A brisk recounting of Black activism, past and present.

IDA B. THE QUEEN

THE EXTRAORDINARY LIFE AND LEGACY OF IDA B. WELLS

A warm remembrance of a civil rights icon.

A great granddaughter of Ida B. Wells (1862-1931), Duster celebrates the life and legacy of the tireless activist, once named “one of the most dangerous Negro agitators” by the FBI. Wells, along with her husband, a lawyer and journalist, spoke out vociferously against injustice, lynching, inequality, and racism both in print (she was a newspaper publisher and editor as well as an investigative journalist) and in speeches throughout the country. She defied death threats and efforts to sully her reputation. When she protested inequality in the school system where she taught, she was fired. When she was ejected from the Whites-only “ladies’ car” of the Chesapeake and Ohio Railroad, she sued the railroad and won only to see her victory overturned by the Tennessee Supreme Court. Wells also helped to found several significant organizations: the first all-Black suffrage club in Illinois, the Negro Fellowship League, and the NAACP. Among her widely read books was The East St. Louis Massacre: The Greatest Outrage of the Century (1917), which chronicled “the horrific slaughter of an entire Black community” and, Duster notes, “outlined oft-overlooked tensions that existed in the American North, where the first waves of the Great Migration tested the Union states’ full belief in their cause.” Wells boldly confronted presidents, pressing William McKinley to enact a federal anti-lynching law and Woodrow Wilson to support advancement for African Americans. Both efforts failed, but Wells was undaunted. “My great-grandmother’s life was not easy,” writes the author, but despite frustrations, “she stayed focused on truth-telling. She believed that her voice was important and her story needed to be heard.” In a narrative featuring generous photos and illustrations as well as reproductions of historic documents, Duster succinctly traces Wells’ legacy in the voices and efforts of many contemporary Black activists who “stand tall and let their voices be heard by those in power.”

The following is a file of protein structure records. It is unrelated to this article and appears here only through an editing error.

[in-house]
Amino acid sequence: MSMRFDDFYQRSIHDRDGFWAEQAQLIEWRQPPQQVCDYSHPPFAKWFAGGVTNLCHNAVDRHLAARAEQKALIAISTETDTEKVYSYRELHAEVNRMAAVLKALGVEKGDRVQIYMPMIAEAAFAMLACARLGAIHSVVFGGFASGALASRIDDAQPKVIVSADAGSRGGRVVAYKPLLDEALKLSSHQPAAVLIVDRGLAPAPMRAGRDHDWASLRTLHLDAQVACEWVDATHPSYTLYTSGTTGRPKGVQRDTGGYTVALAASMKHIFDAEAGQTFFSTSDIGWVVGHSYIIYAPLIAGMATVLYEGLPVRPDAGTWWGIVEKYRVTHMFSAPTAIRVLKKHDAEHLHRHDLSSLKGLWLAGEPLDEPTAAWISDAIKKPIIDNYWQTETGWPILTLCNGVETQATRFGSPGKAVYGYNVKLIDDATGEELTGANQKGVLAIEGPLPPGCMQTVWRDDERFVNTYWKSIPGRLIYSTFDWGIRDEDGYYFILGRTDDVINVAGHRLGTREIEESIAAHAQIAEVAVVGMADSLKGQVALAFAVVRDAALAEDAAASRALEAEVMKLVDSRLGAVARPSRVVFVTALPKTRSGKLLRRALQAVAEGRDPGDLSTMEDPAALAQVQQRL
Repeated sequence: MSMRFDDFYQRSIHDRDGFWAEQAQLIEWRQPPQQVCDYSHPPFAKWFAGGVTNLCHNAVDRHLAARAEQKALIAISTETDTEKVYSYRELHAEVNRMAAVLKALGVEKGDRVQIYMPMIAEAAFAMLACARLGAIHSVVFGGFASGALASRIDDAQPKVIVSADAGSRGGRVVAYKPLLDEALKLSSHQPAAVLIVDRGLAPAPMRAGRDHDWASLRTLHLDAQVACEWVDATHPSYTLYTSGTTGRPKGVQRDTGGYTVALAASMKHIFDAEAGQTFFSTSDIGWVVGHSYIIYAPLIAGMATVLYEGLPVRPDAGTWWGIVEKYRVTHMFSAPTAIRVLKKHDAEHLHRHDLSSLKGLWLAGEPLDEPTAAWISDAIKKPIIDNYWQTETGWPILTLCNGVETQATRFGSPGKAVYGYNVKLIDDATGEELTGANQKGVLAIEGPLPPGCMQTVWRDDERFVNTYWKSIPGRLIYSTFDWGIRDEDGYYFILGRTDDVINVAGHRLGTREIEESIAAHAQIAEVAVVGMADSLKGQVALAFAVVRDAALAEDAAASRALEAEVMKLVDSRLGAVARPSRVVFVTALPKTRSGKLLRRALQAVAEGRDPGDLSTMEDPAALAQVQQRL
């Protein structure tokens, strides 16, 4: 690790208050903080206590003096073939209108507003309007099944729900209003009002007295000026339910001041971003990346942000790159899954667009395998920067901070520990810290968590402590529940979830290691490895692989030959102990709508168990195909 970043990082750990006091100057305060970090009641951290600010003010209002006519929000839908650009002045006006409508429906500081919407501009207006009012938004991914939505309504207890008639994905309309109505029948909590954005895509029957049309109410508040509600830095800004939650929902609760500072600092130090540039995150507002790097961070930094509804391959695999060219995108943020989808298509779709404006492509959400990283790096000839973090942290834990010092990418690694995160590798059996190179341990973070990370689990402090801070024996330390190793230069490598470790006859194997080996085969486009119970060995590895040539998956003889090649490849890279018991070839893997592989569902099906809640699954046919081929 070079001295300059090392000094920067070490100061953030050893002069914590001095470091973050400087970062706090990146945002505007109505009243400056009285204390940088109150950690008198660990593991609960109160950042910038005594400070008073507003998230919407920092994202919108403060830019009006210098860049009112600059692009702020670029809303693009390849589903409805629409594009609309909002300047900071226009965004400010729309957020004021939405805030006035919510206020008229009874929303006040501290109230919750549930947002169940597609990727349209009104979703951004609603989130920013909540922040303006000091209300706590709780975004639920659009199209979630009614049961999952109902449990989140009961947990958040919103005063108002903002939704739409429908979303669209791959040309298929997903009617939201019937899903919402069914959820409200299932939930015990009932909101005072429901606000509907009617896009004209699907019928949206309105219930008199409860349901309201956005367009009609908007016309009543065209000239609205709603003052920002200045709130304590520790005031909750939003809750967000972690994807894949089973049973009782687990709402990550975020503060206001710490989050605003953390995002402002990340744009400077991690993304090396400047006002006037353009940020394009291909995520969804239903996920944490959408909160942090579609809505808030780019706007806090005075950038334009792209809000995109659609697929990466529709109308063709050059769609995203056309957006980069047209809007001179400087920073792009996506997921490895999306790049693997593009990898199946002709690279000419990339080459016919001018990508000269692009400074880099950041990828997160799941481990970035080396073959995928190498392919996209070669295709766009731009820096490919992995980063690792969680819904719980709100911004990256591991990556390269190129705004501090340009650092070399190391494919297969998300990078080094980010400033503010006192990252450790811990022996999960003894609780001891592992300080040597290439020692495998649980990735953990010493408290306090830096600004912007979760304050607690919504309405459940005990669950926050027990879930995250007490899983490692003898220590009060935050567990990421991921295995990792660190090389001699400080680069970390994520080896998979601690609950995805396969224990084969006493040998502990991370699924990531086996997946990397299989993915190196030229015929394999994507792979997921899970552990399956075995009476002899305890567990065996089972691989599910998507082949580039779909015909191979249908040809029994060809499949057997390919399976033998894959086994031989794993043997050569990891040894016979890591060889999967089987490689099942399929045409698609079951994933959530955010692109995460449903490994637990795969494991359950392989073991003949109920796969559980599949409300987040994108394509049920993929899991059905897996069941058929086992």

A brisk recounting of Black activism, past and present.

Pub Date: Jan. 26, 2021

ISBN: 978-1-982129-82-8

Page Count: 176

Publisher: One Signal/Atria

Review Posted Online: Oct. 27, 2020

Kirkus Reviews Issue: Nov. 15, 2020

Did you like this book?

No Comments Yet

A blissfully vicarious, heartfelt glimpse into the life of a Manhattan burlesque dancer.

TANQUERAY

A former New York City dancer reflects on her zesty heyday in the 1970s.

Discovered on a Manhattan street in 2020 and introduced on Stanton’s Humans of New York Instagram page, Johnson, then 76, shares her dynamic history as a “fiercely independent” Black burlesque dancer who used the stage name Tanqueray and became a celebrated fixture in midtown adult theaters. “I was the only black girl making white girl money,” she boasts, telling a vibrant story about sex and struggle in a bygone era. Frank and unapologetic, Johnson vividly captures aspects of her former life as a stage seductress shimmying to blues tracks during 18-minute sets or sewing lingerie for plus-sized dancers. Though her work was far from the Broadway shows she dreamed about, it eventually became all about the nightly hustle to simply survive. Her anecdotes are humorous, heartfelt, and supremely captivating, recounted with the passion of a true survivor and the acerbic wit of a weathered, street-wise New Yorker. She shares stories of growing up in an abusive household in Albany in the 1940s, a teenage pregnancy, and prison time for robbery as nonchalantly as she recalls selling rhinestone G-strings to prostitutes to make them sparkle in the headlights of passing cars. Complemented by an array of revealing personal photographs, the narrative alternates between heartfelt nostalgia about the seedier side of Manhattan’s go-go scene and funny quips about her unconventional stage performances. Encounters with a variety of hardworking dancers, drag queens, and pimps, plus an account of the complexities of a first love with a drug-addled hustler, fill out the memoir with personality and candor. With a narrative assist from Stanton, the result is a consistently titillating and often moving story of human struggle as well as an insider glimpse into the days when Times Square was considered the Big Apple’s gloriously unpolished underbelly. The book also includes Yee’s lush watercolor illustrations.